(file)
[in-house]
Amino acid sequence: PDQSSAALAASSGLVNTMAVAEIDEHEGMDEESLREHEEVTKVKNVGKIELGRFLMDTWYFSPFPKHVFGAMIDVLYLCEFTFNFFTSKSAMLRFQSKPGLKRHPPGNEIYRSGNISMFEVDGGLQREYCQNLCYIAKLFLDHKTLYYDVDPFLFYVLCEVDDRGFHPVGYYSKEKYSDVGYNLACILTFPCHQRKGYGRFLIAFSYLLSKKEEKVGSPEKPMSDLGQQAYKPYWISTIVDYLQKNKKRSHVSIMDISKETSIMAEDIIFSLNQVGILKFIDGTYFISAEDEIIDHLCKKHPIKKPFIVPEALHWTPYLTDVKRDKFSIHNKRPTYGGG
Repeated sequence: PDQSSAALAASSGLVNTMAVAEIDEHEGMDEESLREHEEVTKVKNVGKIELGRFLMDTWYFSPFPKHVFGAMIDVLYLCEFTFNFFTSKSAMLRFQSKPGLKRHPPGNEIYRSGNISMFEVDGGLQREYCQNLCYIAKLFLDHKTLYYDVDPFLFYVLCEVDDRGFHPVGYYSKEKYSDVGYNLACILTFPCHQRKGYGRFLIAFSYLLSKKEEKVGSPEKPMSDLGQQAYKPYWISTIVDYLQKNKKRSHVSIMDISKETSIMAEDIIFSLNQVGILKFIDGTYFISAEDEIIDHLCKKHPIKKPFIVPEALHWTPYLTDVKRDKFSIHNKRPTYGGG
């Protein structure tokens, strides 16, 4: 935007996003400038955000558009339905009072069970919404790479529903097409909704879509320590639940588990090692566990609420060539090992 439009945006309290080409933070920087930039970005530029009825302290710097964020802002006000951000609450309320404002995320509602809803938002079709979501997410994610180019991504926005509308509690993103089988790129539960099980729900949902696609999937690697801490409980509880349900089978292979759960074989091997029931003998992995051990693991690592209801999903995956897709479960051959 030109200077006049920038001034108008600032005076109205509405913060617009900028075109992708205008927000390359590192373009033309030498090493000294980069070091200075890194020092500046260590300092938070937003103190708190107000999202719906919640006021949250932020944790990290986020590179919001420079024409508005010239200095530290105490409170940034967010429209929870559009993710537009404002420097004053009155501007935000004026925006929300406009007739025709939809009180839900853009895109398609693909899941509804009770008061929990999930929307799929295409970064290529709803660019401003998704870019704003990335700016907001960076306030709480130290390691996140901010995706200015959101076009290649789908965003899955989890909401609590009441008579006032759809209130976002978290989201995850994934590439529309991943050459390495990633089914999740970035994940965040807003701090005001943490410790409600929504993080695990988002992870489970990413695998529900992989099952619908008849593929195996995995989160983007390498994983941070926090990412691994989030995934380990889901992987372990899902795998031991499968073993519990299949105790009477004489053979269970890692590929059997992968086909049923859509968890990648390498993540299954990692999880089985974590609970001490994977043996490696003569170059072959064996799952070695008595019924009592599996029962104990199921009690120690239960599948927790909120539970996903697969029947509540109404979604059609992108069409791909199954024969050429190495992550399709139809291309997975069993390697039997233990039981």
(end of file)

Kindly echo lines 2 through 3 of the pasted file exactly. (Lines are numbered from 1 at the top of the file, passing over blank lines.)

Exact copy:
Amino acid sequence: PDQSSAALAASSGLVNTMAVAEIDEHEGMDEESLREHEEVTKVKNVGKIELGRFLMDTWYFSPFPKHVFGAMIDVLYLCEFTFNFFTSKSAMLRFQSKPGLKRHPPGNEIYRSGNISMFEVDGGLQREYCQNLCYIAKLFLDHKTLYYDVDPFLFYVLCEVDDRGFHPVGYYSKEKYSDVGYNLACILTFPCHQRKGYGRFLIAFSYLLSKKEEKVGSPEKPMSDLGQQAYKPYWISTIVDYLQKNKKRSHVSIMDISKETSIMAEDIIFSLNQVGILKFIDGTYFISAEDEIIDHLCKKHPIKKPFIVPEALHWTPYLTDVKRDKFSIHNKRPTYGGG
Repeated sequence: PDQSSAALAASSGLVNTMAVAEIDEHEGMDEESLREHEEVTKVKNVGKIELGRFLMDTWYFSPFPKHVFGAMIDVLYLCEFTFNFFTSKSAMLRFQSKPGLKRHPPGNEIYRSGNISMFEVDGGLQREYCQNLCYIAKLFLDHKTLYYDVDPFLFYVLCEVDDRGFHPVGYYSKEKYSDVGYNLACILTFPCHQRKGYGRFLIAFSYLLSKKEEKVGSPEKPMSDLGQQAYKPYWISTIVDYLQKNKKRSHVSIMDISKETSIMAEDIIFSLNQVGILKFIDGTYFISAEDEIIDHLCKKHPIKKPFIVPEALHWTPYLTDVKRDKFSIHNKRPTYGGG